By Joe Rector
Not many people know this, but back in the days of the ‘60s and ‘70s, my twin brother, Jim, was a pretty tough guy. In high school, he ran with a crowd that was rough. The group’s idea of a fun weekend night was drinking and fighting. It’s a wonder that Jim wasn’t seriously hurt or worse in some of those interactions with others.
When he returned to college after a hiatus to marry Brenda and work some hard jobs, he kept his anger in check, except for one time. In the lounge of the music department, one fellow student made a disparaging remark about Jim’s wife in a joking way. Before the boy could blink, Jim was on him and threatening to knock him out.
As we know, a good wife will settle down even the crustiest men, and Brenda did a good job quickly. On occasion, he would have to stand his ground, but for the most part, the rough lifestyle faded into the past as Jim grew older and began a family.
On the other hand, I wasn’t much of a fighter or a lover for that matter. I avoided showdowns with other guys unless the situation demanded it. In most cases, however, I didn’t have to fool with too many males looking for a fight. The rumor of Jim’s fiery temper and willingness to fight circulated. For some reason, folks thought that I was the same. They figured we twins shared one brain and the same craziness. I was told back then that people warned not to mess with the Rector boys because they were mean and ready to fight. Although I never uttered such a thing, I did nod in agreement. For my teen years, I lived off my brother’s reputation and stayed away from most fights.
In my 30s, my inadequacies in defending myself began to bother me. A wife and two children needed someone to protect them, and I was short on those skills. So, I began taking karate lessons. I became an Isshinryu karate student. On the first day, we completed stretches and exercises. Before the session was half done, I was already so sore that movement of any body part brought pain.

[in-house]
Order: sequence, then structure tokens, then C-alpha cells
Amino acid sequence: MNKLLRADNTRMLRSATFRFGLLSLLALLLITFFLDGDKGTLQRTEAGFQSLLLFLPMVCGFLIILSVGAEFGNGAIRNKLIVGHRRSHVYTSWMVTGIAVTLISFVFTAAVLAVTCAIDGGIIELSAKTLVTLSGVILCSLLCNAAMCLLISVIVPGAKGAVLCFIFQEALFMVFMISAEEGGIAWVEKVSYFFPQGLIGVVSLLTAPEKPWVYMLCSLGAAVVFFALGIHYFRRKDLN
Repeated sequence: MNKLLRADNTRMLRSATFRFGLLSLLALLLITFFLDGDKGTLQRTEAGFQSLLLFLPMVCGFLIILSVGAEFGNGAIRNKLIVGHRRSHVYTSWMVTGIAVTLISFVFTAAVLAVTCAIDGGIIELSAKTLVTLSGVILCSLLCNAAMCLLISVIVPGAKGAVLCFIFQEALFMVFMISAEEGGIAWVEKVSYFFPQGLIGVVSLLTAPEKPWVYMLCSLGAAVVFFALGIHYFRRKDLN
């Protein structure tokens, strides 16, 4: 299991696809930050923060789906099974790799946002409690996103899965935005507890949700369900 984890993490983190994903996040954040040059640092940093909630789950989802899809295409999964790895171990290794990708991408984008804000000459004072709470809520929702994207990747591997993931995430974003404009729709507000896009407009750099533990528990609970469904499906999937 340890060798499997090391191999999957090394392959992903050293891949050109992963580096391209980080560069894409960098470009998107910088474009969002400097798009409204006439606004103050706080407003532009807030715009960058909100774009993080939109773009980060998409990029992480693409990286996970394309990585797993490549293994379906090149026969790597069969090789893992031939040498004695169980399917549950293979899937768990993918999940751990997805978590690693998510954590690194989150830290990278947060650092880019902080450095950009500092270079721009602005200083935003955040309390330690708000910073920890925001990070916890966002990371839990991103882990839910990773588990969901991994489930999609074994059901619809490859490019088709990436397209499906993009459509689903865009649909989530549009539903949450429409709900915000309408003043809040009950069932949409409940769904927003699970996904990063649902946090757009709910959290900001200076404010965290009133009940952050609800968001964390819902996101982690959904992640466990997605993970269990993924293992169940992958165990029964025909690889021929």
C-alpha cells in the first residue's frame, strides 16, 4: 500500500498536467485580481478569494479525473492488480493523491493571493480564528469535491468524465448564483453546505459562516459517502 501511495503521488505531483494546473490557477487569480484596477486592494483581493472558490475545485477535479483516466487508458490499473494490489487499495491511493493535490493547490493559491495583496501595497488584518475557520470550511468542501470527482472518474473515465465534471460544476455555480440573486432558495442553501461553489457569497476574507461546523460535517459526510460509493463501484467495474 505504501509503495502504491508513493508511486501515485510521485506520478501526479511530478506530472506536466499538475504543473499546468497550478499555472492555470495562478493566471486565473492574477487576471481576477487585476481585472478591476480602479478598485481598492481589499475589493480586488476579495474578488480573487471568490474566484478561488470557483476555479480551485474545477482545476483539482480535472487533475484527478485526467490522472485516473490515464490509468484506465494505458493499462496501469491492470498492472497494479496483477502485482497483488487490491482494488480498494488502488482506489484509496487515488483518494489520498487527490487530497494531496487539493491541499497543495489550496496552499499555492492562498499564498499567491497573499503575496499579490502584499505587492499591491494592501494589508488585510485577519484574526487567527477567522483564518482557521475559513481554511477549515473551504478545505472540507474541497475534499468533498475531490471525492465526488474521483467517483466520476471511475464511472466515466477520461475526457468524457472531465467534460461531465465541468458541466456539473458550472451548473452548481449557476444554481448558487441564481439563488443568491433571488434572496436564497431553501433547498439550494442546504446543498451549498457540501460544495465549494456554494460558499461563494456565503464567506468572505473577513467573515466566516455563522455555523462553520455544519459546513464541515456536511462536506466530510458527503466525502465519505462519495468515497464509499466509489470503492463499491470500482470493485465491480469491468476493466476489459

As time went on, I learned the discipline and was promoted. No, I never came close to earning a black belt. What I did develop was a love for sparring. Each evening after workouts, those who wanted to participate formed two lines. It made no difference at what level the individual was in his training, he fought two-minute rounds with every other person.
On that first night, I dove into the fist of an experienced man, and when I stepped back, my nose gushed blood; it was broken. On another occasion, a brown belt and I decided to spar a little without permission. At one point, I read the man’s move, which was to throw a kick. I thought I could step inside of the kick as he threw it and deliver a hand strike. Wrong! Instead, my face met his foot at the perfect time. I took a couple of steps back and then dropped like a rock. I was out cold for a couple of minutes, but no worse for the wear.
The sport was taking too much of my time, and Amy told me that I needed to choose between it and family. See, I told you a good woman can defeat any man. I gave up the sport, but from it, I gained a bit of confidence that I could handle those situations that I’d avoided in school.
I’m too old now to throw many of the kicks and punches and holds that I learned. Instead, I just avoid trouble as much as possible. These days, my brittle bones don’t heal nearly as fast as they once did. Besides, too many crazy people settle disputes with handguns instead of fists.